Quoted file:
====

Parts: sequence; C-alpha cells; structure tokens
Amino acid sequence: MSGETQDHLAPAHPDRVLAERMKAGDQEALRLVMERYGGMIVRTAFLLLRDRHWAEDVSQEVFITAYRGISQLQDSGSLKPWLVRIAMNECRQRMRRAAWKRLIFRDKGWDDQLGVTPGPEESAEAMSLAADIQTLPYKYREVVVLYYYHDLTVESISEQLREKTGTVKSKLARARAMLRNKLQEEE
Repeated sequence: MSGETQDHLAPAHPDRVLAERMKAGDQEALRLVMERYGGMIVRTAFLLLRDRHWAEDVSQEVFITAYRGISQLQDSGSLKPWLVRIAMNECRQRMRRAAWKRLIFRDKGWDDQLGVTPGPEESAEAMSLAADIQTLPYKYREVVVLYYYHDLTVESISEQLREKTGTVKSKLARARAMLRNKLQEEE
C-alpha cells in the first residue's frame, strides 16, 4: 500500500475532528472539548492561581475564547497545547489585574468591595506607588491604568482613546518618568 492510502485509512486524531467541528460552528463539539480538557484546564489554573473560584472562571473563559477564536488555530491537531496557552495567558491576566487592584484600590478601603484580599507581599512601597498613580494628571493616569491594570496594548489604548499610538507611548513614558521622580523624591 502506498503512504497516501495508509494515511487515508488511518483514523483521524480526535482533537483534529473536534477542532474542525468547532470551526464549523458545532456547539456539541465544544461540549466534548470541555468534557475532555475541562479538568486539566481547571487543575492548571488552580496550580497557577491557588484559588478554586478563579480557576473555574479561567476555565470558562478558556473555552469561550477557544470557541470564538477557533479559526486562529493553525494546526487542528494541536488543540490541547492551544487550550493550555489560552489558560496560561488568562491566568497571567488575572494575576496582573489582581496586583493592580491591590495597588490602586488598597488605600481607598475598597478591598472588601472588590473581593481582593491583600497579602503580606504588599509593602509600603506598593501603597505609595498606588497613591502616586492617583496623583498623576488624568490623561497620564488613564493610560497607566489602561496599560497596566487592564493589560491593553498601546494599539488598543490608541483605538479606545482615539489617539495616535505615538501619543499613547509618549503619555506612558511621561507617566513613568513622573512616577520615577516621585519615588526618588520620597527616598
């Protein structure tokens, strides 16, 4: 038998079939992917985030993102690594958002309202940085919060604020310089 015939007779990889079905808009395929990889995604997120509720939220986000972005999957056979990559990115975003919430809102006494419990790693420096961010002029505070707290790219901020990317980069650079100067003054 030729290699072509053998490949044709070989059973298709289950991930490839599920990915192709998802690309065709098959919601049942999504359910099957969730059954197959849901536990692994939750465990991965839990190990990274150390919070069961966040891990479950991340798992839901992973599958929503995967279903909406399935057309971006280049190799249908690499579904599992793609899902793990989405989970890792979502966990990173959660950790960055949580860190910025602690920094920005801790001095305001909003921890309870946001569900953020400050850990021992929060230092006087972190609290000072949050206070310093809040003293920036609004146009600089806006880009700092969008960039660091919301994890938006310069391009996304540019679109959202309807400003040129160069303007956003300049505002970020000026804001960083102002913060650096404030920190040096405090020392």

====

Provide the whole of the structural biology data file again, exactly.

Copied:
Parts: sequence; C-alpha cells; structure tokens
Amino acid sequence: MSGETQDHLAPAHPDRVLAERMKAGDQEALRLVMERYGGMIVRTAFLLLRDRHWAEDVSQEVFITAYRGISQLQDSGSLKPWLVRIAMNECRQRMRRAAWKRLIFRDKGWDDQLGVTPGPEESAEAMSLAADIQTLPYKYREVVVLYYYHDLTVESISEQLREKTGTVKSKLARARAMLRNKLQEEE
Repeated sequence: MSGETQDHLAPAHPDRVLAERMKAGDQEALRLVMERYGGMIVRTAFLLLRDRHWAEDVSQEVFITAYRGISQLQDSGSLKPWLVRIAMNECRQRMRRAAWKRLIFRDKGWDDQLGVTPGPEESAEAMSLAADIQTLPYKYREVVVLYYYHDLTVESISEQLREKTGTVKSKLARARAMLRNKLQEEE
C-alpha cells in the first residue's frame, strides 16, 4: 500500500475532528472539548492561581475564547497545547489585574468591595506607588491604568482613546518618568 492510502485509512486524531467541528460552528463539539480538557484546564489554573473560584472562571473563559477564536488555530491537531496557552495567558491576566487592584484600590478601603484580599507581599512601597498613580494628571493616569491594570496594548489604548499610538507611548513614558521622580523624591 502506498503512504497516501495508509494515511487515508488511518483514523483521524480526535482533537483534529473536534477542532474542525468547532470551526464549523458545532456547539456539541465544544461540549466534548470541555468534557475532555475541562479538568486539566481547571487543575492548571488552580496550580497557577491557588484559588478554586478563579480557576473555574479561567476555565470558562478558556473555552469561550477557544470557541470564538477557533479559526486562529493553525494546526487542528494541536488543540490541547492551544487550550493550555489560552489558560496560561488568562491566568497571567488575572494575576496582573489582581496586583493592580491591590495597588490602586488598597488605600481607598475598597478591598472588601472588590473581593481582593491583600497579602503580606504588599509593602509600603506598593501603597505609595498606588497613591502616586492617583496623583498623576488624568490623561497620564488613564493610560497607566489602561496599560497596566487592564493589560491593553498601546494599539488598543490608541483605538479606545482615539489617539495616535505615538501619543499613547509618549503619555506612558511621561507617566513613568513622573512616577520615577516621585519615588526618588520620597527616598
């Protein structure tokens, strides 16, 4: 038998079939992917985030993102690594958002309202940085919060604020310089 015939007779990889079905808009395929990889995604997120509720939220986000972005999957056979990559990115975003919430809102006494419990790693420096961010002029505070707290790219901020990317980069650079100067003054 030729290699072509053998490949044709070989059973298709289950991930490839599920990915192709998802690309065709098959919601049942999504359910099957969730059954197959849901536990692994939750465990991965839990190990990274150390919070069961966040891990479950991340798992839901992973599958929503995967279903909406399935057309971006280049190799249908690499579904599992793609899902793990989405989970890792979502966990990173959660950790960055949580860190910025602690920094920005801790001095305001909003921890309870946001569900953020400050850990021992929060230092006087972190609290000072949050206070310093809040003293920036609004146009600089806006880009700092969008960039660091919301994890938006310069391009996304540019679109959202309807400003040129160069303007956003300049505002970020000026804001960083102002913060650096404030920190040096405090020392």